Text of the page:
Taste and smell, often regarded as subsidiary senses to sight and sound, have yet to catch up to their visual and aural counterparts in modern technology. Aromyx — founded in 2013 by Chris Hanson ’90 M.S. ’90 and now led by CEO Josh Silverman Ph.D. ’02 — aims to fix that.
At its core, Aromyx is creating digital representations of taste and smell by evaluating how each olfactory receptor responds to a given fragrance. The company then uses that information to build a comprehensive network of receptors analogous to the RGB visual model, said Director of Pharmaceutical Sales, Fred Stahl ’89.
“One way to think of it is that we’re carrying around some of the most accurate, most sensitive receptors on the planet,” Stahl added. Evolution has allowed olfactory receptors to become extremely effective — humans can distinguish more than 1 trillion odors. So, rather than attempting to engineer new receptors with which to measure smell, Aromyx hopes to leverage millions of years of biology’s expertise in detecting variations in scents.
The Sunnyvale-based biotechnology startup has developed biosensor technology to clone genes for the roughly 400 types of smell receptors, so it can measure the individual response of each one. Aromyx clones these receptors into mammalian and yeast cells, which can act as biosensors. Finally, Aromyx can organize these biosensors onto either a cell-based (meaning it must be kept in certain conditions to keep the cells alive) or cell-free sensor, which can ultimately act to record and identify smells digitally.
“Right now, the state of the art is just to put 10 people in a room to taste or smell the product, and then write their score for how much they think it smells,” Stahl said. “The companies we talk to … are looking for a much more standardized and rigorous, repeatable way to do the assay which is also faster, better, and cheaper, which is something that we can provide them.”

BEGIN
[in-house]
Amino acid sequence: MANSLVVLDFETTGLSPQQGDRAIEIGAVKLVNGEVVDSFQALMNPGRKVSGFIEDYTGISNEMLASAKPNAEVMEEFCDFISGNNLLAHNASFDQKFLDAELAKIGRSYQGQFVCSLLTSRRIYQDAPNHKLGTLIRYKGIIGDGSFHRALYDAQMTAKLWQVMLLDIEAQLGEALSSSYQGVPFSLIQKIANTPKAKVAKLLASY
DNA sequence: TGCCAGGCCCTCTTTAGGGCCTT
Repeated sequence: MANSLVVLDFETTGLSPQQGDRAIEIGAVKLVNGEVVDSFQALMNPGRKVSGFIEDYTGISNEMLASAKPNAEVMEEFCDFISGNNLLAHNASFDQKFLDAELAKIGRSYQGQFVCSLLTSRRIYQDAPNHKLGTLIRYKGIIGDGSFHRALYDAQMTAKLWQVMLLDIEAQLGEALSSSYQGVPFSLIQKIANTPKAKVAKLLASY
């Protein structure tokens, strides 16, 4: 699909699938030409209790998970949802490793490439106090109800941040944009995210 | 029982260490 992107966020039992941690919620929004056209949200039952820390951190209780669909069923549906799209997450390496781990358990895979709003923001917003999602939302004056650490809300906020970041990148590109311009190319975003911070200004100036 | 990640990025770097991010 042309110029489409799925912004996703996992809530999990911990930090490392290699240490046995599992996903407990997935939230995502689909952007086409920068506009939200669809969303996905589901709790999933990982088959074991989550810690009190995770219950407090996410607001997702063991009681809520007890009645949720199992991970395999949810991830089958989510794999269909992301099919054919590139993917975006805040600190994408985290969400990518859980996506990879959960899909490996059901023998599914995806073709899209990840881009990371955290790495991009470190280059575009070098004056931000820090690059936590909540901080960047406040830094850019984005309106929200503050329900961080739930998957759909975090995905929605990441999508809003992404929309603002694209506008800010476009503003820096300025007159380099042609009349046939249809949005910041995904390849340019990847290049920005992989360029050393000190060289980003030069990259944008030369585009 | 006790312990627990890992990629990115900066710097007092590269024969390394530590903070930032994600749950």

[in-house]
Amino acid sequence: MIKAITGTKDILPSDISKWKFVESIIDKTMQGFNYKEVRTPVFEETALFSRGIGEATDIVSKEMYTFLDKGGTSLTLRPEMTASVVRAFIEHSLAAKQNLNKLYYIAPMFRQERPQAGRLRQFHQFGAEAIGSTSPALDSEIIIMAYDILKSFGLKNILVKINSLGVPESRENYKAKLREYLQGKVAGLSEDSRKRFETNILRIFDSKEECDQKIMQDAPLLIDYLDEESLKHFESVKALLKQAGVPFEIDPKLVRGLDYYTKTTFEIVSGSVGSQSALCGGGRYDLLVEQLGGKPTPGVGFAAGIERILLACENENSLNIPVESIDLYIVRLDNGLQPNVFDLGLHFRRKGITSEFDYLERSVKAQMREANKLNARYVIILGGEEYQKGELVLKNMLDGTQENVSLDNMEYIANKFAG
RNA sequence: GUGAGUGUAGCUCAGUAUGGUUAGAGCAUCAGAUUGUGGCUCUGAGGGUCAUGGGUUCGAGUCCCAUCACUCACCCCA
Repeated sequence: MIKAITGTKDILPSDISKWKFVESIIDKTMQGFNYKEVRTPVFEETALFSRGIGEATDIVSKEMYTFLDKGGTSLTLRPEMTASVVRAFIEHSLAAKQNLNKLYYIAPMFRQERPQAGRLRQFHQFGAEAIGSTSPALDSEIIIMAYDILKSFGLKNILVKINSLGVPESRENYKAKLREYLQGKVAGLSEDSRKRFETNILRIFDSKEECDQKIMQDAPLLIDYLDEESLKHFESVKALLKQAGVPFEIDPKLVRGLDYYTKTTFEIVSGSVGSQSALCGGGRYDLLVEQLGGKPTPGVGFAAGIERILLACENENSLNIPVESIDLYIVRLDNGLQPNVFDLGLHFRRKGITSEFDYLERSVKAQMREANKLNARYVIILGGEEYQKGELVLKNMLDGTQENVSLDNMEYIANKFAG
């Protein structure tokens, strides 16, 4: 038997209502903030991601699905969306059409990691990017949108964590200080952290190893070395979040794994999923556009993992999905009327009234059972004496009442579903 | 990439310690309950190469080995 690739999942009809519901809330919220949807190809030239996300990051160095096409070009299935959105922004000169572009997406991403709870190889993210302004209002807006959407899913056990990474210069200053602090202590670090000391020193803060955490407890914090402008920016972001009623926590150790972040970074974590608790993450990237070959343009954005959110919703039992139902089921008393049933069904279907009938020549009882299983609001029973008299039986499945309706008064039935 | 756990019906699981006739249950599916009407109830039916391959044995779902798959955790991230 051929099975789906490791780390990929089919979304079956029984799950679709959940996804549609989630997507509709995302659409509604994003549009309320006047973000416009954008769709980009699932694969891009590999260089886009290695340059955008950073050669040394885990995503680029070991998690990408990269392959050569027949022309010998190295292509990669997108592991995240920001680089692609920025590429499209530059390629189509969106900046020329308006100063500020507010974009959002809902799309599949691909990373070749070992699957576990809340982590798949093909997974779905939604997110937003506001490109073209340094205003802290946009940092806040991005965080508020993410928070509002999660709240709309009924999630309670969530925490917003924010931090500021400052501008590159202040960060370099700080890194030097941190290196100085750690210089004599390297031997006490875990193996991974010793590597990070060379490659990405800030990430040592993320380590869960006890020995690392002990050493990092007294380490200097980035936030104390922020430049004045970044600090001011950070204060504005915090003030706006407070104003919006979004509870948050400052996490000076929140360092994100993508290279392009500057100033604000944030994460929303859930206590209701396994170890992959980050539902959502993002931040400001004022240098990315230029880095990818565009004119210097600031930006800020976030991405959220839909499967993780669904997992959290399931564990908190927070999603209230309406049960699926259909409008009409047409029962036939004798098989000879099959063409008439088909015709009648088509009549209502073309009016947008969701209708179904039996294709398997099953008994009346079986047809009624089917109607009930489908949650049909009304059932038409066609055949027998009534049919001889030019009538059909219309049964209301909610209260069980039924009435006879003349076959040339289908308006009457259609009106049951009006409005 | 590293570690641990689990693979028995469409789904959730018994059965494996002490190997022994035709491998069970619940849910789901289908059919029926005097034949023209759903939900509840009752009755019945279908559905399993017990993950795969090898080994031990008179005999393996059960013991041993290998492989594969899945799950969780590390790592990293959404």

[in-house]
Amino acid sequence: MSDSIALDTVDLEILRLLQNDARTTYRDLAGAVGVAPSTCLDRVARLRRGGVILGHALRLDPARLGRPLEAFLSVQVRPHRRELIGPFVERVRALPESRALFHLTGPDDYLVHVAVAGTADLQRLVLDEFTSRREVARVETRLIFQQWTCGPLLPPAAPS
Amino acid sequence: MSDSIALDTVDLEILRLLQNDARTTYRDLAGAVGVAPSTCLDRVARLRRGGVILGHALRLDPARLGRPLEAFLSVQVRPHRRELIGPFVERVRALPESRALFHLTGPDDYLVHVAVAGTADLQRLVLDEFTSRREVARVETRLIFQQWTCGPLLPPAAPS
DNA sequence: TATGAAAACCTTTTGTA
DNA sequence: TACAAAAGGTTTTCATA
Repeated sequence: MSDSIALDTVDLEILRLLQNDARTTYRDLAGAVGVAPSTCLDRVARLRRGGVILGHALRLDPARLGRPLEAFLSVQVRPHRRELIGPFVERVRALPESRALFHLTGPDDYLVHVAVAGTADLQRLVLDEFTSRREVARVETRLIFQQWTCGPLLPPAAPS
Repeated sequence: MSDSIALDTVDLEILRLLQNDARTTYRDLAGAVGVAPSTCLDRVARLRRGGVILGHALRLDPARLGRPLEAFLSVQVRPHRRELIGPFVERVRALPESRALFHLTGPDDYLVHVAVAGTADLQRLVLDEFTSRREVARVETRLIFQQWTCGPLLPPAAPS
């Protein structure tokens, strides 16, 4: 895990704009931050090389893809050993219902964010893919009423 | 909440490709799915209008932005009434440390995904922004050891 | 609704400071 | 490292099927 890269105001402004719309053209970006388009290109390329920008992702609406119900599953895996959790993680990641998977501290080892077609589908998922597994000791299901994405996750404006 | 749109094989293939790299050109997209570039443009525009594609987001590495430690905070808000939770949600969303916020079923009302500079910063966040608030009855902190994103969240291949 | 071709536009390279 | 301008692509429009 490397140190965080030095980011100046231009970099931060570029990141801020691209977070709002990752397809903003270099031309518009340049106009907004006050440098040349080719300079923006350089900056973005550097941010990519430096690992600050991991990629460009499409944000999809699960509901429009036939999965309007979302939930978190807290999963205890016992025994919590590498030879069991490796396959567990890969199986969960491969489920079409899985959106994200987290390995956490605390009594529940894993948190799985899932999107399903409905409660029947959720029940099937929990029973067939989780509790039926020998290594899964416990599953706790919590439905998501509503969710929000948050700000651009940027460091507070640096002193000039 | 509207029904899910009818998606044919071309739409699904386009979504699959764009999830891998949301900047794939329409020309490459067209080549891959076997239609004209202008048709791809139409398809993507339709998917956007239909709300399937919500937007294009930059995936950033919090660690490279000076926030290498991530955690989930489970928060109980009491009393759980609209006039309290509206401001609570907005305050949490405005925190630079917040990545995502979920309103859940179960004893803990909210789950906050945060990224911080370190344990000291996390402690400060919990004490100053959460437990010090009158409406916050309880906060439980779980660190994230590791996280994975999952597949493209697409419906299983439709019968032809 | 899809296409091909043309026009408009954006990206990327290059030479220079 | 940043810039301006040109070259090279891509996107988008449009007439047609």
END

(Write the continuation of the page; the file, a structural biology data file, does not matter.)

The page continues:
The potential universal applicability of Aromyx’s technology has helped the startup to recently close a $3 million investment. Automotive manufacturers can use the technology to patent the new smell of their car, or to identify when the car needs to go to the nearest car wash and get detailed. Then there are plastic companies who want to recycle their plastic, but can’t tell whether it is contaminated. There are also applications for beer companies, pharmaceutical companies and consumer beverage companies.
Silverman was initially inspired to join Aromyx because of its potential in the food industry. After earning his Ph.D. in biochemistry at Stanford, Silverman worked for and founded numerous biotechnology companies including Calysta, which aimed to create new, environmentally friendly sources of protein.
“While we were trying to bring new proteins into the market, the biggest problem had always been the taste,” Silverman said. “If the consumers don’t like what it tastes like, it does not matter how sustainable it is — they’re not going to buy it. We spent a lot of time trying to figure out, how do we optimize our product? And by doing that, we realized, that’s actually a really hard problem.”
Aromyx attempts to make headway toward finding a solution to that problem. The hope is that, with their technology, it will be easier to predict a consumer’s perception (whether it is positive or negative) toward a food product being introduced to the market. It could be good news for food companies that may succeed in the United States but don’t do as well when they take their products to different countries. With digitalization of our sense of taste, it becomes far easier (and more reliable) to predict what flavors people from various cultural and genetic backgrounds will prefer.
An offshoot of the company’s more research-oriented goals is the development of a mobile app that would allow people to actually measure smells themselves. One potential application of this, Silverman said, can be to “identify your friends who taste things similarly to you, and if they are going on a Yelp review or something similar, then you know who you believe.”
Ultimately, the goal of Aromyx is to bring more science, more understanding and more rigor to the senses of smell and taste.
“And if we can put that structure in place, then we can allow the same kind of rapid development that we’ve seen in the video and sound industries,” Silverman added. “If we can understand how humans perceive it, then we can unlock that same kind of revolution for the taste industry.”
Contact Rinni Bhansali at rinbha ‘at’ stanford.edu.